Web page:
Al & Pete live with their adoptive parents, linguistics professor David and truck driver Shelly and their daughter Charlie, who is glamorous, heartfelt and in love with vinyl music, as are, it must be said, the boys, and who has no trouble at all calling it exactly like it is.
Add in David’s assistant Rowan, and you have a group who are in every way shape or form, a family, one which solves crimes and keeps sleepy Port Howl in the New England region of the United States a lovely place to live.
Which, in the hands of illustrator Shannon it most certainly is, popping with vivid retro cosyness and colours that suggest a technicolour world in which anything could happen.
Such as, oh I don’t know, solving the mystery of an empty box which appears at the top of a lighthouse pin which a mysterious weather event has just played itself out.
It is supposed to the kids’ day off, and they are not supposed to solving any crimes at all, under strict instruction from David, but the Montague twins and Charlie seem to attract cases like flames bring forth moths and in no time at all they are in deep trying to work out what was in the box, why a mysterious woman in a red robe ran them off the lighthouse steps (it’s rather a long way down by the way) and what any and all of this has to do with the town’s newly-refurbished museum which has a jaunty new sheen thanks to the rather self-promoting financial support of the local landed gentry, the Bradfords.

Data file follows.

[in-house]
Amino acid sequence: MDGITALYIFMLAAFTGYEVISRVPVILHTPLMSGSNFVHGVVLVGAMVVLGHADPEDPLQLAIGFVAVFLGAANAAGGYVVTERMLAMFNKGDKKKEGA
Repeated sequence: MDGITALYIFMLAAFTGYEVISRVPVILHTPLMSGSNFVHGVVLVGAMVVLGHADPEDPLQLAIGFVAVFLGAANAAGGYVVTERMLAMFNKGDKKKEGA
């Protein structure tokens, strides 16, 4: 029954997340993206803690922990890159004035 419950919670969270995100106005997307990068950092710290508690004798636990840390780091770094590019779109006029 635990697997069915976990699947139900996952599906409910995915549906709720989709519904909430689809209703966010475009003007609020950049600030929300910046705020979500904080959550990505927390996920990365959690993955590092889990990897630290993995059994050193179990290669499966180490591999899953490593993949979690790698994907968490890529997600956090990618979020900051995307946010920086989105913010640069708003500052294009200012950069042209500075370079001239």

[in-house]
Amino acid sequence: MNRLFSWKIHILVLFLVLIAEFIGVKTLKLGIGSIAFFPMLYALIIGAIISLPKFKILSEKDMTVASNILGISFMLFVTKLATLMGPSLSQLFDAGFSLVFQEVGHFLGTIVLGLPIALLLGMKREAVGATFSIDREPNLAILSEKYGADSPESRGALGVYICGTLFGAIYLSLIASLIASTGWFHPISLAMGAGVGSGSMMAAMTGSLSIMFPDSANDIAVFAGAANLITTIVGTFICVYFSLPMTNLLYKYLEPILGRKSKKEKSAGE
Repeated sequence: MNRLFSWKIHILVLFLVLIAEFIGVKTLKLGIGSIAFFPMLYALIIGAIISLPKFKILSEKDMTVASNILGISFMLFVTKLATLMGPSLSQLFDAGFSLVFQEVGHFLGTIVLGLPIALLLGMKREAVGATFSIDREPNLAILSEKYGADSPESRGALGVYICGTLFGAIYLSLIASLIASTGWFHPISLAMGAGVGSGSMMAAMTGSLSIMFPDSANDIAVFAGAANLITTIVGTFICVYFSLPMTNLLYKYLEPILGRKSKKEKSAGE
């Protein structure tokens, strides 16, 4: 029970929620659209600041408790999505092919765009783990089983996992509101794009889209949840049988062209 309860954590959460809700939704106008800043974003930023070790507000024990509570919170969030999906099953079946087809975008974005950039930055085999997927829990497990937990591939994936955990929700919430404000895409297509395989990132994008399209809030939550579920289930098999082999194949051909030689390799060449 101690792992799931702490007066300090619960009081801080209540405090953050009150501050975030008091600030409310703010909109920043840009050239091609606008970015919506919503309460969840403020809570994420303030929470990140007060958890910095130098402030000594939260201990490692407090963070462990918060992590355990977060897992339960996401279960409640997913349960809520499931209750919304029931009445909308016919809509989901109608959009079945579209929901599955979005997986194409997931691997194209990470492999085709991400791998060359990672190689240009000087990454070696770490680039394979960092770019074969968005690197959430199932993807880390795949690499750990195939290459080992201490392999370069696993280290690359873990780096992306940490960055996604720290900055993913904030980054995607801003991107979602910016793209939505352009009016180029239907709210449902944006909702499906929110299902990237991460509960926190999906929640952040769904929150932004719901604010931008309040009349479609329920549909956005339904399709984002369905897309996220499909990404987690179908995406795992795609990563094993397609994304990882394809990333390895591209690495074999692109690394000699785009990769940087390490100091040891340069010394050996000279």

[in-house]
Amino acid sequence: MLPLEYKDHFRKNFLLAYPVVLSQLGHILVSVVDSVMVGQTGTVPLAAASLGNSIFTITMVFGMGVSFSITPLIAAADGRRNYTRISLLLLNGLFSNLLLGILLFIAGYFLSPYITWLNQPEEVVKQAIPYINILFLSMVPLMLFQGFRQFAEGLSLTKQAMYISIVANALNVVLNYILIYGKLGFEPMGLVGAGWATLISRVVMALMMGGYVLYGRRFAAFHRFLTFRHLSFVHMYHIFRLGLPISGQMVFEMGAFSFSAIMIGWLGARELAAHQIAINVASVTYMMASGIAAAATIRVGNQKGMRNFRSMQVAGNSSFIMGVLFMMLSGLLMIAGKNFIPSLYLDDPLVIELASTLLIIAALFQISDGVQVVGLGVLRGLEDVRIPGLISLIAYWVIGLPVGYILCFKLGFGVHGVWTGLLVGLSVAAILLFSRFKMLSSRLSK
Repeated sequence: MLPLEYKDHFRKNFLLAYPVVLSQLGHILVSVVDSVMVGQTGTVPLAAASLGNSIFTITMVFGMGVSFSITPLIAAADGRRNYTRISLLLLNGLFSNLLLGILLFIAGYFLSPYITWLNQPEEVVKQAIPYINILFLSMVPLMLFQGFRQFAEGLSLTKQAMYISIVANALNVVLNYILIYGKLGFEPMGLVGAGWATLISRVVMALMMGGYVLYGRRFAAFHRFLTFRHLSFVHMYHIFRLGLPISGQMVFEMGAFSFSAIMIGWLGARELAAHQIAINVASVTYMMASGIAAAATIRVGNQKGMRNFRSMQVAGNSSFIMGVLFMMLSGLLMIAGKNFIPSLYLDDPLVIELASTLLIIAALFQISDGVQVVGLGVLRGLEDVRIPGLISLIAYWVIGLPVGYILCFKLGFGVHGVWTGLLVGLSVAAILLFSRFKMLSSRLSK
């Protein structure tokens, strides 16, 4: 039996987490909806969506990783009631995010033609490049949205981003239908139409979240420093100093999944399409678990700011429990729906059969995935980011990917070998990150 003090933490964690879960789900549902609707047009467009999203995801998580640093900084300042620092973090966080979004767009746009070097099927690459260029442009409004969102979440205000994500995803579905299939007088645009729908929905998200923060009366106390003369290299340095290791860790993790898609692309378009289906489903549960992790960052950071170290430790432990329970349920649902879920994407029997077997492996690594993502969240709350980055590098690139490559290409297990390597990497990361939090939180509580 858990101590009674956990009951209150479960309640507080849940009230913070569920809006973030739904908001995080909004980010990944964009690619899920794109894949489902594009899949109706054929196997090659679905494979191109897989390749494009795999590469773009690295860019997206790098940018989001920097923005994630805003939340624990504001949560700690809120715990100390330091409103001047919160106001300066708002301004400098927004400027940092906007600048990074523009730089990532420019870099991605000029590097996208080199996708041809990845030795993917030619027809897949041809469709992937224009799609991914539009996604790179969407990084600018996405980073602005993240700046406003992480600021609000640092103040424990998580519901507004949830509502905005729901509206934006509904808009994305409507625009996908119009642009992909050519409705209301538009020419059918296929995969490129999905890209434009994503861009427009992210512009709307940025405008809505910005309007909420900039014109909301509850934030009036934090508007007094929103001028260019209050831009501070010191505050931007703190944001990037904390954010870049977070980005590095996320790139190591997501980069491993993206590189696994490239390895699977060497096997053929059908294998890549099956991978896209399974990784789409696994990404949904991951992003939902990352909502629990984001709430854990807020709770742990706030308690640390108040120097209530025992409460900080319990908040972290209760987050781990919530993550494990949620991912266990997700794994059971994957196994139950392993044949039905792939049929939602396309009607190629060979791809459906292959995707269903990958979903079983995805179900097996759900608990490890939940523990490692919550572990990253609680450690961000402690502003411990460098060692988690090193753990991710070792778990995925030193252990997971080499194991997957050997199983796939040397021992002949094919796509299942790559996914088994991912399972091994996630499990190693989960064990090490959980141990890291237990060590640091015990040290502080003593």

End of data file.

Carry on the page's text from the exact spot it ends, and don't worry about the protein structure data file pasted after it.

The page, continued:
The Bradfords are your typical rich family lording it over the town in which they live; well patriarch Roger is anyway, a man who is righteous in his zeal for Port Howl to remain a town that is good and proper and not given over to anything untoward, immoral or evil.